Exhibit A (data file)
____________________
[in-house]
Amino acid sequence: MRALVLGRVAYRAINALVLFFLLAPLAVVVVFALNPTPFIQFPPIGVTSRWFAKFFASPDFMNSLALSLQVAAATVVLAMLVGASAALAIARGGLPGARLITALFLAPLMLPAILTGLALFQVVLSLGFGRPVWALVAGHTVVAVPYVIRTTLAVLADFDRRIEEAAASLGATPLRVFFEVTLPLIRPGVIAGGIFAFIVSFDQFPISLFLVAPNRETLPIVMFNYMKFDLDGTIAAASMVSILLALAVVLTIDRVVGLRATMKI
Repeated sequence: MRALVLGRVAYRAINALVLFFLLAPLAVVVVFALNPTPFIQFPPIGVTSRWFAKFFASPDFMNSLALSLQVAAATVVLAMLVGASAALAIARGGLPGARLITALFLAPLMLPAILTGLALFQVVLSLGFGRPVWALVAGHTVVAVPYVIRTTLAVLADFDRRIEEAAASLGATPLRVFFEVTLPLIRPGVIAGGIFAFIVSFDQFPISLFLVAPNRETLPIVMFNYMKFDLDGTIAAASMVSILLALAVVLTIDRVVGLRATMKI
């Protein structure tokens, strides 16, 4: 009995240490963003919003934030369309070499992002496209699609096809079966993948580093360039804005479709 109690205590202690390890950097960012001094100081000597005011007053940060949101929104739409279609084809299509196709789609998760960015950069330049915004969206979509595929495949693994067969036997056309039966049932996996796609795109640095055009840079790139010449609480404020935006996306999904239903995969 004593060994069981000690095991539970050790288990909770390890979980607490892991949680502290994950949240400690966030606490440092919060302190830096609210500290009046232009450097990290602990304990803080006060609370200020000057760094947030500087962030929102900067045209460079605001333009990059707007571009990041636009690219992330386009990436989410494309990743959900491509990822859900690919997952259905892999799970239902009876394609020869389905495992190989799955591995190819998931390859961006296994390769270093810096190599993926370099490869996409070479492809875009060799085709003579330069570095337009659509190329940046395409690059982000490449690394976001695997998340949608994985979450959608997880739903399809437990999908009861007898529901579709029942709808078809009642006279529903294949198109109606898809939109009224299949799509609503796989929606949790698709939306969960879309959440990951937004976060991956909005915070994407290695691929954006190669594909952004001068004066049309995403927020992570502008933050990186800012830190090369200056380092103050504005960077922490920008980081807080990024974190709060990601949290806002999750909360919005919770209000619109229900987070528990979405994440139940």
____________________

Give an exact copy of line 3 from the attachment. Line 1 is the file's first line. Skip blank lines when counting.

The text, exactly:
Repeated sequence: MRALVLGRVAYRAINALVLFFLLAPLAVVVVFALNPTPFIQFPPIGVTSRWFAKFFASPDFMNSLALSLQVAAATVVLAMLVGASAALAIARGGLPGARLITALFLAPLMLPAILTGLALFQVVLSLGFGRPVWALVAGHTVVAVPYVIRTTLAVLADFDRRIEEAAASLGATPLRVFFEVTLPLIRPGVIAGGIFAFIVSFDQFPISLFLVAPNRETLPIVMFNYMKFDLDGTIAAASMVSILLALAVVLTIDRVVGLRATMKI